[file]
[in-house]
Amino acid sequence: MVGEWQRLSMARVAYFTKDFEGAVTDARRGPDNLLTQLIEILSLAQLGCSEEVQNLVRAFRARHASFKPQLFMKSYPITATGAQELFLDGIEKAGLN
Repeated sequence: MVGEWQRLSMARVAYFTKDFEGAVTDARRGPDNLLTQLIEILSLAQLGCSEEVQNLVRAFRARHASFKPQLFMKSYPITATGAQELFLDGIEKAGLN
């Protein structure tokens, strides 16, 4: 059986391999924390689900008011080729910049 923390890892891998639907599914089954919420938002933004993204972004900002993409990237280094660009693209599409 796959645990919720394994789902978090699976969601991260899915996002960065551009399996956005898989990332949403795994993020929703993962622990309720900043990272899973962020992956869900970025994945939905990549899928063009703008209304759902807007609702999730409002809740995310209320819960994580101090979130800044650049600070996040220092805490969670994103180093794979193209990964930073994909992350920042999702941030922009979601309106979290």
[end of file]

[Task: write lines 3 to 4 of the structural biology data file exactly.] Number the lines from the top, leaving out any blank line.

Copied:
Repeated sequence: MVGEWQRLSMARVAYFTKDFEGAVTDARRGPDNLLTQLIEILSLAQLGCSEEVQNLVRAFRARHASFKPQLFMKSYPITATGAQELFLDGIEKAGLN
């Protein structure tokens, strides 16, 4: 059986391999924390689900008011080729910049 923390890892891998639907599914089954919420938002933004993204972004900002993409990237280094660009693209599409 796959645990919720394994789902978090699976969601991260899915996002960065551009399996956005898989990332949403795994993020929703993962622990309720900043990272899973962020992956869900970025994945939905990549899928063009703008209304759902807007609702999730409002809740995310209320819960994580101090979130800044650049600070996040220092805490969670994103180093794979193209990964930073994909992350920042999702941030922009979601309106979290």